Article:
By the time the new country of Pakistan was formed in 1947 Karachi had become a bustling metropolis with beautiful classical and colonial European styled buildings, lining the city’s thoroughfares. Karachi was chosen as the capital of Pakistan, which at the time included modern day Bangladesh, a region located more than 1,000 km (620 mi) away, and not physically connected to Pakistan. In 1947, Karachi was the focus for settlement by Muslim migrants from India, who drastically expanded the city's population and transformed the demographics and economy. In 1958, the capital of Pakistan was moved from Karachi to Rawalpindi and then in 1960, to the newly built Islamabad. This marked the start of a long period of decline in the city, marked by a lack of development.[16] Karachi had both a municipal corporation and a Karachi Divisional Council in the 1960s, which developed plans for schools, colleges, roads, municipal gardens, and parks. The Karachi Divisional Council had separate working committees for education, roads, and residential societies development and planning.[17] During the 1960s, Karachi was seen as an economic role model around the world. Many countries sought to emulate Pakistan's economic planning strategy and one of them, South Korea, copied the city's second "Five-Year Plan" and World Financial Centre in Seoul is designed and modeled after Karachi.[18][19]

The 1970s saw major labour struggles in Karachi's industrial estates, (see: Karachi labour unrest of 1972). The 1980s and 1990s saw an influx of refugees from the Soviet war in Afghanistan into Karachi, they were followed in smaller numbers by refugees escaping from Iran.[20] Political tensions between the Muhajir and other native groups (e.g. Sindhis, Punjabis, Pashtuns, and others), erupted and the city was wracked with political and racial violence. The period from 1992 to 1994 is regarded as the bloodiest period in the history of the city, when the Army commenced its Operation Clean-up against the Muttahida Qaumi Movement. Most of these tensions have now simmered down. Today, Karachi continues to be an important financial and industrial centre and handles most of the overseas trade of Pakistan and the other Central Asian countries. It accounts for a lion's share of the GDP of Pakistan,[21] and a large proportion of the country's white collar workers.[22]

Geography

Satellite view of Karachi

Karachi is located in the south of Pakistan, on the coast of the Arabian Sea. Its geographic coordinates are 24°51′ N 67°02′ E. Most of the land comprised largely of flat or rolling plains, with hills on the western and Manora Island and the Oyster Rocks. The Arabian Sea beach lines the southern coastline of Karachi. Mangroves and creeks of the Indus delta can be found toward the southeast side of the city. Toward the west and the north is Cape Monze, locally known as Raas Muari, an area marked with projecting sea cliffs and rocky sandstone promontories. Some excellent beaches can be found in this area. Khasa Hills lie in the north west and form the border between North Nazimabad Town and Orangi Town. The Manghopir mountain range lies in north west of Karachi and between Hub River and Manghopir.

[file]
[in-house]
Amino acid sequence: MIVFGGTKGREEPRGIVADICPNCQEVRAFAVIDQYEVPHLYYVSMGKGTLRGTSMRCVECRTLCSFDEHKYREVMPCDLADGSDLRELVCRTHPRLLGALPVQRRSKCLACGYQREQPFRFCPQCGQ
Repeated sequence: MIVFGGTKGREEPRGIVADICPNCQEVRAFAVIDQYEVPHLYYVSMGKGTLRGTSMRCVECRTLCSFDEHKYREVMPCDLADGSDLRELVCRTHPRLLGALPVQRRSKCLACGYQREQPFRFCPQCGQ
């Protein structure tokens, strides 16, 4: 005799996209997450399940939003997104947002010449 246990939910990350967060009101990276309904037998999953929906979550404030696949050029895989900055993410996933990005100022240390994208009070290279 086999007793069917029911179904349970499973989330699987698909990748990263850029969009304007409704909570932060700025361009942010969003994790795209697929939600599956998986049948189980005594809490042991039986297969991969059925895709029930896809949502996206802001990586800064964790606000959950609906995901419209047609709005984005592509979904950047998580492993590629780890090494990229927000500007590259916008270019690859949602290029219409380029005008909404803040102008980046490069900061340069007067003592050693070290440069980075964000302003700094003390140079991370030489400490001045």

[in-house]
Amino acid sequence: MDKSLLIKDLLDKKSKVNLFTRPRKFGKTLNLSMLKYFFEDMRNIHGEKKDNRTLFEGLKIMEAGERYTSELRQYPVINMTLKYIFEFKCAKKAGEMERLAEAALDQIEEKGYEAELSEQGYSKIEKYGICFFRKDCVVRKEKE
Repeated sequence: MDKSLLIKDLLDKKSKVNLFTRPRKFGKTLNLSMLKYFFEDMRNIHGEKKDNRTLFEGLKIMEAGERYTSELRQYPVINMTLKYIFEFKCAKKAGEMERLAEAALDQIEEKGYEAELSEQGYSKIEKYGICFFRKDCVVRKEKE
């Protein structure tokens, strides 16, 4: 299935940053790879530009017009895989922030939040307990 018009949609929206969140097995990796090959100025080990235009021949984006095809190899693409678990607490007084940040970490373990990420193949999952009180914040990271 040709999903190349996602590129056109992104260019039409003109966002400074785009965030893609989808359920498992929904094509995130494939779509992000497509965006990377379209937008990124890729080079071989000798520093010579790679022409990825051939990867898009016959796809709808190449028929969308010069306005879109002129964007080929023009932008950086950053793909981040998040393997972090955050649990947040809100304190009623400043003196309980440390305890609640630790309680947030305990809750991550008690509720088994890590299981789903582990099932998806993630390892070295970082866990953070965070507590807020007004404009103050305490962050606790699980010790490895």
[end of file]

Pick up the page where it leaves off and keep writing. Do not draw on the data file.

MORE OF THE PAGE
Climate

Located on the coast, Karachi tends to have a relatively mild, arid climate with low average precipitation levels (approximately 250 mm per annum), the bulk of which occurs during the July-August monsoon season. Winters are mild and the summers are hot; the proximity to the sea maintains humidity levels at a near-constant high and cool sea breezes relieve the heat of the summer months. Because of high temperatures during the summer (ranging from 30 to 44 degrees Celsius from April to August), the winter months (November to February) are generally considered the best times to visit Karachi. December and January have pleasant and cloudy weather.

Evening scene on Clifton beach.

In 2003, 2006, 2007 and 2009 Karachi was affected by heavy to extremely heavy rainfall. On June 23, 2007, Cyclone Yemyin lashed the city with heavy downpours and strong windstorms. On July 18, 2009, there was severe flooding, in which a record-breaking rainfall of 235 mm occurred in just 14 hours, killing 20 and injuring 150 people. The city's highest monthly rainfall—711.5 mm (28.0) inches—occurred in July 1869.[citation needed] Karachi's highest recorded temperature is 48 °C (118 °F) and its lowest is 0.0 °C (32 °F).[23]